Elements of Argument
by Liza Long, Amy Minervini, and Joel Gladd
Stephen Edelston Toulmin (born March 25, 1922) was a British philosopher, author, and educator. Toulmin devoted his works to analyzing moral reasoning. He sought to develop practical ways to evaluate ethical arguments effectively. The Toulmin Model of Argumentation, a diagram containing six interrelated components, was considered Toulmin’s most influential work, particularly in the fields of rhetoric, communication, and computer science. His components continue to provide useful means for analyzing arguments.
The following are the parts of a Toulmin argument (see Figure 9.1 for an example):
Claim: The claim is a statement that you are asking the other person to accept as true (i.e., a conclusion) and forms the nexus of the Toulmin argument because all the other parts relate back to the claim. The claim can include information and ideas you are asking readers to accept as true or actions you want them to accept and enact. One example of a claim is the following:
My grandfather should wear a hearing aid.
This claim both asks the reader to believe an idea and suggests an action to enact. However, like all claims, it can be challenged. Thus, a Toulmin argument does not end with a claim but also includes grounds and warrant to give support and reasoning to the claim.
Grounds: The grounds form the basis of real persuasion and include the reasoning behind the claim, data, and proof of expertise. Think of grounds as a combination of premises and support. The truth of the claim rests upon the grounds, so those grounds should be tested for strength, credibility, relevance, and reliability. The following are examples of grounds:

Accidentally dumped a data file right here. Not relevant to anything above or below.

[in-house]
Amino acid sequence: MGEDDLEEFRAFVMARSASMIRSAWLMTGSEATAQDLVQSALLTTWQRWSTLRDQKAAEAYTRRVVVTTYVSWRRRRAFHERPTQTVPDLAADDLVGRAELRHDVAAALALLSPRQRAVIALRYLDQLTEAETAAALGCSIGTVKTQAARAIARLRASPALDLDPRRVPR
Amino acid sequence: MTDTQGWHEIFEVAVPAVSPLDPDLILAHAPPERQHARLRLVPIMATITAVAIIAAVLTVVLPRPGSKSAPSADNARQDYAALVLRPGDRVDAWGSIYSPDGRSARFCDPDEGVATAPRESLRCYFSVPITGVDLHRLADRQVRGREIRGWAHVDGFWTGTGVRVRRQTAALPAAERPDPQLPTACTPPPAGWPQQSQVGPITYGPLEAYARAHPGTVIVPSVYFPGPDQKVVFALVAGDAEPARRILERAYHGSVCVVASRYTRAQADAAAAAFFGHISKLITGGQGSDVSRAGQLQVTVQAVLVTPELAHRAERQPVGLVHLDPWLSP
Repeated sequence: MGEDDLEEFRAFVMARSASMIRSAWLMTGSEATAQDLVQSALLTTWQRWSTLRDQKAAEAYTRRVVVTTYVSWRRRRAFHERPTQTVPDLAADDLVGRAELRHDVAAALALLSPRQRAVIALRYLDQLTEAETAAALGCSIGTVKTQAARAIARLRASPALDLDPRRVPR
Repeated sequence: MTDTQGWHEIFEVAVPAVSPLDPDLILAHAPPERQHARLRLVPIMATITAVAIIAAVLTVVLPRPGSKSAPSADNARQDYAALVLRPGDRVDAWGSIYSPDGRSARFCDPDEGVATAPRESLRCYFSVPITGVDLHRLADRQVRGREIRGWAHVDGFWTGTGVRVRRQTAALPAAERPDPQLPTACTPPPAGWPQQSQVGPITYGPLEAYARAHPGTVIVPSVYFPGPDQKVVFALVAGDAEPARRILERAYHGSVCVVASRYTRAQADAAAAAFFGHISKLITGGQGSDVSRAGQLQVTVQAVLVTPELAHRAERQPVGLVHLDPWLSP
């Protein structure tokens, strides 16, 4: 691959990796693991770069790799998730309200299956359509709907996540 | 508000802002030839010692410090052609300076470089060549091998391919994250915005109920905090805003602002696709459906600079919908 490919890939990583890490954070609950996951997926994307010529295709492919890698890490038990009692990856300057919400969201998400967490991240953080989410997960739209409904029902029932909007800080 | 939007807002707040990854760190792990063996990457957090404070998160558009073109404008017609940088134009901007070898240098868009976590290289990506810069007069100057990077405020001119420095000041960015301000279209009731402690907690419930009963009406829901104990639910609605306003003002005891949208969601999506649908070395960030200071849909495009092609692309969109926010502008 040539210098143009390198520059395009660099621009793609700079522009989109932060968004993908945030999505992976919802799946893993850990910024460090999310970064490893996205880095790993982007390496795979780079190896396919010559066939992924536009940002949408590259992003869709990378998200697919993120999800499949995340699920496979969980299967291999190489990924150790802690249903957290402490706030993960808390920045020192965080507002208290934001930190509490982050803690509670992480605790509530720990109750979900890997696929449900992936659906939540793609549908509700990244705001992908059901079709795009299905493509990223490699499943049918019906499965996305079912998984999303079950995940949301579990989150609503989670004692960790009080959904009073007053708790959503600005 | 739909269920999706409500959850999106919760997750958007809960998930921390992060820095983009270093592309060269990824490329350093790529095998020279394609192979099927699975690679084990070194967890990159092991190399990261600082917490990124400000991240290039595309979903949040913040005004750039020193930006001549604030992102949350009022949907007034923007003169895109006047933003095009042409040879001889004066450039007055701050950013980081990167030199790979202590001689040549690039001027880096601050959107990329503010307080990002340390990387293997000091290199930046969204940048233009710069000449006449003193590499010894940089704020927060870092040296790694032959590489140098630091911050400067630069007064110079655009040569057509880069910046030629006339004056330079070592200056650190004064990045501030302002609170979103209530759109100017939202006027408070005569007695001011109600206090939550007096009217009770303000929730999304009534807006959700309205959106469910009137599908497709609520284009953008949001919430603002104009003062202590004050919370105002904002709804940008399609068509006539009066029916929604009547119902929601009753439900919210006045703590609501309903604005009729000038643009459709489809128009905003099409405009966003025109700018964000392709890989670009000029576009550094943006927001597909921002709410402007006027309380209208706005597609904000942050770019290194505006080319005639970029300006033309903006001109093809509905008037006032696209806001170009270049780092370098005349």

Over 70% of all people over 65 years have a hearing difficulty.
Hearing aids raise hearing quality.
Information is usually a powerful element of persuasion, although it does affect people differently. Those who are dogmatic, logical, or rational will more likely be persuaded by factual data. Those who argue emotionally and who are highly invested in their own position will challenge it or otherwise try to ignore it. Thus, grounds can also include appeals to emotion, provided they aren’t misused. The best arguments, however, use a variety of support and rhetorical appeals.
Warrant: A warrant links data and other grounds to a claim, legitimizing the claim by showing the grounds to be relevant. The warrant may be carefully explained and explicit or unspoken and implicit. The warrant answers the question, “Why does that data mean your claim is true?” For example,
A hearing aid helps most people hear better.
The warrant may be simple, and it may also be a longer argument with additional sub-elements including those described below. Warrants may be based on logos, ethos or pathos, or values that are assumed to be shared with the listener. In many arguments, warrants are often implicit and, hence, unstated. This gives space for the other person to question and expose the warrant, perhaps to show it is weak or unfounded.
Backing: The backing for an argument gives additional support to the warrant. Backing can be confused with grounds, but the main difference is this: grounds should directly support the premises of the main argument itself, while backing exists to help the warrants make more sense. For example,